Surgical Treatment of Ear Infection, Ear Drum Perforation & Cholesteatoma

Medical Treatment of Chronic Otitis Media/Infection

Medical treatment, principally consisting of eardrops, powders, and irrigators, will frequently stop ear drainage. In addition, careful cleaning of the canal in the office by a physician is usually necessary. Different antibiotics by mouth may be necessary in some cases. If the ear is safe, that is if there is not continuing destruction of the ear by infection or by cholesteatoma, and there is minimal hearing loss, medical treatment may be all that is necessary for chronic otitis media. Otherwise, surgery may be necessary.

Surgical Treatment

For many years, surgical treatment was utilized in chronic otitis media primarily to control infection and prevent serious complications, that is to make the ear safe and dry. In recent years, it has often been possible with advances in surgical techniques to reconstruct the diseased hearing mechanism. Various tissue grafts may be used to repair the eardrum, including the covering of a muscle above the ear (fascia), or the covering of ear cartilage (perichondrium). A diseased ear bone may be replaced by a synthetic prosthesis and cartilage. When the ear is filled with scar tissue or cholesteatoma, or when the ear bones have been destroyed, it is often necessary to perform the operation in two stages. In the first stage, the cholesteatoma is removed, holes in the eardrum are repaired and silastic may be inserted to allow more normal healing without scar tissue. In the second operation, the silastic is removed and hearing may be reconstructed. In addition, at this time total cholesteatoma removal is assured. If it is not, it is removed at this time. Hearing improvement can be noted at or shortly following surgery.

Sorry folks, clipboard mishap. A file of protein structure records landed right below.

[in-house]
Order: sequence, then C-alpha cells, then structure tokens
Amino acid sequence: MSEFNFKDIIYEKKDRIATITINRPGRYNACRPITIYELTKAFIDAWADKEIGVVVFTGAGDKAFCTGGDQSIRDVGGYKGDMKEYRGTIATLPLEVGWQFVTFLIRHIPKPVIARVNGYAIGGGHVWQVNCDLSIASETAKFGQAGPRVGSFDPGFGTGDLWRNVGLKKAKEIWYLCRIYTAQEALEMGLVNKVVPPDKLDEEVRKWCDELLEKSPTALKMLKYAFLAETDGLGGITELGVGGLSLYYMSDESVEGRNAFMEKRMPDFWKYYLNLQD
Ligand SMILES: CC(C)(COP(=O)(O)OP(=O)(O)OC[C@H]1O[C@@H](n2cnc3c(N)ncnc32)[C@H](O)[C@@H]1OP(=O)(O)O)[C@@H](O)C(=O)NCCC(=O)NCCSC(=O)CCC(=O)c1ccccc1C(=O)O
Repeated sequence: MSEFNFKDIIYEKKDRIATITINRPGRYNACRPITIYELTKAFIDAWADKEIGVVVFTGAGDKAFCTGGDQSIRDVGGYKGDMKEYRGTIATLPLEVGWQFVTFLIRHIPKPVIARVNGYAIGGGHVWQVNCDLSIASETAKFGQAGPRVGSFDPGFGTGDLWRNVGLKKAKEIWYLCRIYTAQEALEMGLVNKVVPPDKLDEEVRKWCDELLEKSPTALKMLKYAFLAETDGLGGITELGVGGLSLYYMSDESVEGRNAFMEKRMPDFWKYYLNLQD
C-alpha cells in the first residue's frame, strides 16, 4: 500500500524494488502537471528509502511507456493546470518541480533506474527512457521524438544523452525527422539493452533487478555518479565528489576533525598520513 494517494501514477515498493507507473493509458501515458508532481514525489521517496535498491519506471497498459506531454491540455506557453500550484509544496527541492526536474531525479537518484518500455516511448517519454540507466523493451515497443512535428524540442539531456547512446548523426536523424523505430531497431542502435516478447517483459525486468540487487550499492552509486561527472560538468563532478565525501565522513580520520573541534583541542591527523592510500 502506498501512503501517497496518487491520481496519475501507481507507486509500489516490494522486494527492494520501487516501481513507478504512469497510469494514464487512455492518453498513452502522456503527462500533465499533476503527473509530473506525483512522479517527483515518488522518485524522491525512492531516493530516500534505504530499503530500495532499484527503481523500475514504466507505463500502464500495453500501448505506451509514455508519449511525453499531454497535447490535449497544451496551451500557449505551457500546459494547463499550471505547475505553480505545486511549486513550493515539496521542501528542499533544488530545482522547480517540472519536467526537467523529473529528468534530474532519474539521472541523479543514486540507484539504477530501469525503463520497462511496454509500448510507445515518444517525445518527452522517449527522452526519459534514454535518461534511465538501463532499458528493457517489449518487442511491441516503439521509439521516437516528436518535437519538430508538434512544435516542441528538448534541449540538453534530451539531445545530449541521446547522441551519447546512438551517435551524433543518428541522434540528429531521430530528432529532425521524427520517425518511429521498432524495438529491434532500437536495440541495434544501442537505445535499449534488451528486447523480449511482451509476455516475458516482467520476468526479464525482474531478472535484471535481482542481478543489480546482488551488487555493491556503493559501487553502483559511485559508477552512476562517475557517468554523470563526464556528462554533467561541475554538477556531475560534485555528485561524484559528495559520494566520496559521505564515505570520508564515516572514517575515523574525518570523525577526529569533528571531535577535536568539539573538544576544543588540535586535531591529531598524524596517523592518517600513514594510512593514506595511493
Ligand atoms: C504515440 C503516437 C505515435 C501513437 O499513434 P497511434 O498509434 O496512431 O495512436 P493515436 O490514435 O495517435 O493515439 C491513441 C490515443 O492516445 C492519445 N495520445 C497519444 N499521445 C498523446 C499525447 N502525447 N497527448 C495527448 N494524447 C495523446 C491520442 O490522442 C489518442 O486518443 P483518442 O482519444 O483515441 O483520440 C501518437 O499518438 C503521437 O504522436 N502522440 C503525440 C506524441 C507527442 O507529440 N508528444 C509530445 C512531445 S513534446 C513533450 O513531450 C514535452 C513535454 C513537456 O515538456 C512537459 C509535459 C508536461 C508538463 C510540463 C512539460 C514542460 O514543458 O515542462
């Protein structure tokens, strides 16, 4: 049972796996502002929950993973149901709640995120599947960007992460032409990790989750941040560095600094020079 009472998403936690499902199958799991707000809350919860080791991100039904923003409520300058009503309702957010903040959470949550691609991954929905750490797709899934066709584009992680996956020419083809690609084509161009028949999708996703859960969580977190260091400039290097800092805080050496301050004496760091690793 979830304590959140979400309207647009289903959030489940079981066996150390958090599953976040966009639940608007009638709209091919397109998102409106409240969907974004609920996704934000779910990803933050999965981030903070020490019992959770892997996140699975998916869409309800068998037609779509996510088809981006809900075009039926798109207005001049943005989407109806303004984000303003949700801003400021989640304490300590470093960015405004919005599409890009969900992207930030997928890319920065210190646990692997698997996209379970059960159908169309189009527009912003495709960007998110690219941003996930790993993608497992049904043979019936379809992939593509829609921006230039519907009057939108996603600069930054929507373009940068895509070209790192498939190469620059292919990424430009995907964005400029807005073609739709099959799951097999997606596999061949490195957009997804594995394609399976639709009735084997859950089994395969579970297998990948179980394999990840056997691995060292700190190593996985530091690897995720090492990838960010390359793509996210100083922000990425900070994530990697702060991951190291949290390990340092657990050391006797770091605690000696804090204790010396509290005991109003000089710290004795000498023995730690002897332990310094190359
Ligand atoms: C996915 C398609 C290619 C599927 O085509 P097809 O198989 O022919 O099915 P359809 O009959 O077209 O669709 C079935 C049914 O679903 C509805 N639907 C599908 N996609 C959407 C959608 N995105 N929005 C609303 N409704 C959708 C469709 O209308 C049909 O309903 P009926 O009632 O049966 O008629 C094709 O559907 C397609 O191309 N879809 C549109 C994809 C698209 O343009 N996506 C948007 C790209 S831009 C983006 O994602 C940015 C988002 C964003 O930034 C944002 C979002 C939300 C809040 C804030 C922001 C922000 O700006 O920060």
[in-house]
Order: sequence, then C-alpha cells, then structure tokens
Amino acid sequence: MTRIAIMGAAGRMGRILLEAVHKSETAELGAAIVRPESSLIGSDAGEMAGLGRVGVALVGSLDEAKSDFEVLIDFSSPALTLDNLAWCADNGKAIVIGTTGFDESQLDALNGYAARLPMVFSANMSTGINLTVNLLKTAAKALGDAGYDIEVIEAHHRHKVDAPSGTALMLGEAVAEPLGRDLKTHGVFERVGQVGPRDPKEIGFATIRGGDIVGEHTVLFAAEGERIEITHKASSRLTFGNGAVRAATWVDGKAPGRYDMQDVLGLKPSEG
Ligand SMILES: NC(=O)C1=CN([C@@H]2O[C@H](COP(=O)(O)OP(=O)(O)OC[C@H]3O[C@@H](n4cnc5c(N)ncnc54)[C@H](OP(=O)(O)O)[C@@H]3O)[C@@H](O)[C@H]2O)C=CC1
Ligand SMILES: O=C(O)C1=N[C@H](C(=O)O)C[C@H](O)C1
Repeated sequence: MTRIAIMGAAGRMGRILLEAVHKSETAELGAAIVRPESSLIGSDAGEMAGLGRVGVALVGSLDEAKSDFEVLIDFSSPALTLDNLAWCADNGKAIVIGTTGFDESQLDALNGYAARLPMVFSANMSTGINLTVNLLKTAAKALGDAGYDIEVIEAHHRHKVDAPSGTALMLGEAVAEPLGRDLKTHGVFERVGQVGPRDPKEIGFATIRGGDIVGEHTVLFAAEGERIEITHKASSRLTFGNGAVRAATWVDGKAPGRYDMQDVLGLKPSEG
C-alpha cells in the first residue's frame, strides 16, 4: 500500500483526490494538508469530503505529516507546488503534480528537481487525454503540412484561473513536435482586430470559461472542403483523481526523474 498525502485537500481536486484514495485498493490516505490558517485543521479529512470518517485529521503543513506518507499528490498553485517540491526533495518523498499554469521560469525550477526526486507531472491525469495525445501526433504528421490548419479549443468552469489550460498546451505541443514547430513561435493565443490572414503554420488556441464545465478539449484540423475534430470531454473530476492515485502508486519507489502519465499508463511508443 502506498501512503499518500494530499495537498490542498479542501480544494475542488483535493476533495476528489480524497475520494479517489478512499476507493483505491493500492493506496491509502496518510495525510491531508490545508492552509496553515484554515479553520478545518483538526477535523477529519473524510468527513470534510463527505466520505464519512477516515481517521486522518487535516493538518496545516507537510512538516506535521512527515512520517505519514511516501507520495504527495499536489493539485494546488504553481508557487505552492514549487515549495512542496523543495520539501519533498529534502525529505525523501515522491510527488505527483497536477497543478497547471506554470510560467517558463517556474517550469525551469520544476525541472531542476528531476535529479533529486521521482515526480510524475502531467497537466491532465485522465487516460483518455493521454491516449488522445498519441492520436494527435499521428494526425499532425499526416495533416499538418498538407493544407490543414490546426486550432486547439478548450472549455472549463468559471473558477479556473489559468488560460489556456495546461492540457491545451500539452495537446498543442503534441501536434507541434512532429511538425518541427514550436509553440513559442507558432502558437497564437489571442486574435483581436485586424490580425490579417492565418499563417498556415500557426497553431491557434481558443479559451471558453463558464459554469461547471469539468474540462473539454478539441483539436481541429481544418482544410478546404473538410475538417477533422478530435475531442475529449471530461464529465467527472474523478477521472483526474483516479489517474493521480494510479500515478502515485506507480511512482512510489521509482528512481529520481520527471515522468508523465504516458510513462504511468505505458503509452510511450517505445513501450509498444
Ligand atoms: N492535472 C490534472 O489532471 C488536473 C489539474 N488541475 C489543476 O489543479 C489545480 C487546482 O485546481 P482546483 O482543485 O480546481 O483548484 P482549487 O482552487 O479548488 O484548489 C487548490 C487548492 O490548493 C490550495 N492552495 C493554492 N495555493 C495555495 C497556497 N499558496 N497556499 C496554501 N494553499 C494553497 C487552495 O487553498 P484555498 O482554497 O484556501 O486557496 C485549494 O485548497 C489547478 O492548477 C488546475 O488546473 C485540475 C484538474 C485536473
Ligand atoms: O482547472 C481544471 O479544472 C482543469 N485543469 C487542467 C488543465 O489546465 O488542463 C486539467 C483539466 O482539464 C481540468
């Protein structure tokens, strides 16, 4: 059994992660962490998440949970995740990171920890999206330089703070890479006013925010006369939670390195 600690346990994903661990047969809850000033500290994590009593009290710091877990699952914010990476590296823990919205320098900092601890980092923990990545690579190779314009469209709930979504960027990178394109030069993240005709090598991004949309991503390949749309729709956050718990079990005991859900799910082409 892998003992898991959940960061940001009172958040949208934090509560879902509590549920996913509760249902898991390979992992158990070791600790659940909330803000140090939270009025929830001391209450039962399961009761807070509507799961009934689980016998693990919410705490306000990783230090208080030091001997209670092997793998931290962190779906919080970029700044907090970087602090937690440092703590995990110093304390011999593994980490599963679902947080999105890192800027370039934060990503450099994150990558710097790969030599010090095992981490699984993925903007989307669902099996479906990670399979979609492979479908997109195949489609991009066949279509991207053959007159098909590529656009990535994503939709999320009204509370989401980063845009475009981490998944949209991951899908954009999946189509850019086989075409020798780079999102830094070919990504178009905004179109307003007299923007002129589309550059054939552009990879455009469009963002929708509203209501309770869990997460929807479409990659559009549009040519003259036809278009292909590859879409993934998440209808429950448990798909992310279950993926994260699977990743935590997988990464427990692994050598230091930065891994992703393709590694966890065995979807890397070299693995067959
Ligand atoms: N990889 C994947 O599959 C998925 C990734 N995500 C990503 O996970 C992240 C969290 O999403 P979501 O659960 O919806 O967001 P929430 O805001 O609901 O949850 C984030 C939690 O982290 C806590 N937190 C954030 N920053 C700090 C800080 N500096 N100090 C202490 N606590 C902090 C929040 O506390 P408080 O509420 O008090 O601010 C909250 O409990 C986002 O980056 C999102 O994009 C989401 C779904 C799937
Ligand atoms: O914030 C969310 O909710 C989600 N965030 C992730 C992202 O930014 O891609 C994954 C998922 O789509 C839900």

Myringoplasty

Most middle ear infections subside and the structures of the middle ear heal completely without surgery. In some cases, however, the ear drum may not heal and a permanent perforation (hole) in the eardrum results. Myringoplasty is the operation performed for the purpose of repairing a perforation in the eardrum when there is no middle ear infection or disease of the ear bones. This procedure seals the middle ear and improves the hearing in many cases. Smaller perforations can frequently be repaired in the office with a paper patch on the eardrum or the fat taken from the earlobe. Surgery is sometimes performed under general anesthesia through the ear canal or behind the ear. Fascia from muscle above the ear can be used to repair the defeat in the eardrum. Surgery is usually performed as outpatient procedure. Healing is complete in most cases within six weeks, at which time any hearing improvement is usually noticeable.

Tympanoplasty and Ossiculoplasty